“Seth?” she whispered, voice hoarse.
Lifting her against my chest, I buried my face in her neck as I lost all control. Didn’t even care. I fucking sobbed as I held her.
“Seth.” Her voice was muffled. She managed to pull back and lift her arms. She clasped my cheeks and tilted my head up. Seth? Why are you crying?”
A hoarse laugh escaped me as I pressed my forehead against hers. “I love you, Josie. I love you.”
The rising sun crested along the horizon, turning the sky a burnt orange and deep violet as a warm breeze washed over my skin, stirring the gauzy curtains of the open doorway behind me. Having woken an hour or so ago and unable to lie still, I found myself out on the balcony, listening to nothing but the rolling waves and distant call of waking birds.
I wanted to be in there, asleep beside Josie, but my damn brain just would not shut down, damn near replaying every moment of my life the last couple of years. From the moment I found out I was the Apollyon, to when I first stepped foot on Deity Island and beyond, it was “Seth’s Greatest Hits,” and then not so much, on repeat.
It was like I was trying to figure out how, after everything that had happened and everything I’d done and after every good and bad moment, I had still gotten here.
Closing my eyes, I tilted my head back, letting the warmth of the sun bake my skin. The future was…it was here.
Sounded corny as hell to think that, but it was true.
How did I get so lucky? It was a question I’d asked myself a hundred times since I met Josie, but after I’d almost lost myself only to almost lose her and our child, it was a question I couldn’t shake. There were so many people who were better than me who had lost so much.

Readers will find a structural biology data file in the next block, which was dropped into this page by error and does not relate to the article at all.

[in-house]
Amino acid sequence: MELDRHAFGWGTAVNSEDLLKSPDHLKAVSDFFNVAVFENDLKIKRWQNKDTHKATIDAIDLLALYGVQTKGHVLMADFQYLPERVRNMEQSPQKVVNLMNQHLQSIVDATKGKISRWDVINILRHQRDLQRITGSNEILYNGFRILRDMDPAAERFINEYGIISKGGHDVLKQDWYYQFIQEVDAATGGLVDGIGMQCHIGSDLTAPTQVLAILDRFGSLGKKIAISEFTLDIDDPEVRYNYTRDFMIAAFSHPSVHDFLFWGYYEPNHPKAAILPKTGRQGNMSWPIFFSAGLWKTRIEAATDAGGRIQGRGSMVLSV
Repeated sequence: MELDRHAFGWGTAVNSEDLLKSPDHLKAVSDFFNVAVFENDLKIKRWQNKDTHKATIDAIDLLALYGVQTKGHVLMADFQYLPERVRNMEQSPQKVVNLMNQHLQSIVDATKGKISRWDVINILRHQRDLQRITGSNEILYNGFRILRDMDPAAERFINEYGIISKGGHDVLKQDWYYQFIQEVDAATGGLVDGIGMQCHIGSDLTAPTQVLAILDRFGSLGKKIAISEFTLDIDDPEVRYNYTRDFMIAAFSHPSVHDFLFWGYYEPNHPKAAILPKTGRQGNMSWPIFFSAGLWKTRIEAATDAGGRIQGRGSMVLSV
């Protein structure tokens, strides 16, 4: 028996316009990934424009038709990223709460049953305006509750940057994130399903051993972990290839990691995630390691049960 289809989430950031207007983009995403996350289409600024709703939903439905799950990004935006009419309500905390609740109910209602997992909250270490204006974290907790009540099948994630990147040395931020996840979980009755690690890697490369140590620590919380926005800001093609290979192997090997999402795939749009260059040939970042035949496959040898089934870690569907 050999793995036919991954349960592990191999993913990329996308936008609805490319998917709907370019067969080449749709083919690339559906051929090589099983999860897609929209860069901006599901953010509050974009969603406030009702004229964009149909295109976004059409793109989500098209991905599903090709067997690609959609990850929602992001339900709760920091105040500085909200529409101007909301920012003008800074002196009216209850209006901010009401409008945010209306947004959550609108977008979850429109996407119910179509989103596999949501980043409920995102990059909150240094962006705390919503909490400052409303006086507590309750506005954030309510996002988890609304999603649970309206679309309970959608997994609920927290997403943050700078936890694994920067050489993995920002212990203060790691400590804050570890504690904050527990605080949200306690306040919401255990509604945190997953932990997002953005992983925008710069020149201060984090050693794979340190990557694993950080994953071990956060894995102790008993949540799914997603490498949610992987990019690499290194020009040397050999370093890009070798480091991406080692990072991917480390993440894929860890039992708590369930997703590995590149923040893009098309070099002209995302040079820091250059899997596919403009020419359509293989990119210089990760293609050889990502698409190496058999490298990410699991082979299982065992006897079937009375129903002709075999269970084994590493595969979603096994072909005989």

But here I was still tasting the bitter fear and rancid hopelessness as I’d watched the life start to seep out of Josie’s beautiful eyes. Probably be a hundred years, maybe even a thousand before I forgot that feeling. Hell, there was a chance I never would, but Josie was safe. Our child was safe.
And I wasn’t living with that fear and hopelessness. I wasn’t living that life of loss that Josie had experienced while I’d been trapped in that nothingness. Instead, we were…
We were home.
This island, this house, had never felt like home to me. Hell, no place had felt like a home, but this house? It had been a cold and barren place, no matter how bright the sun shone on it or how many people filled the rooms. This house was just the bones of a home, nothing of substance inside, tainted by memories of a cold mother and a fate I’d never asked for.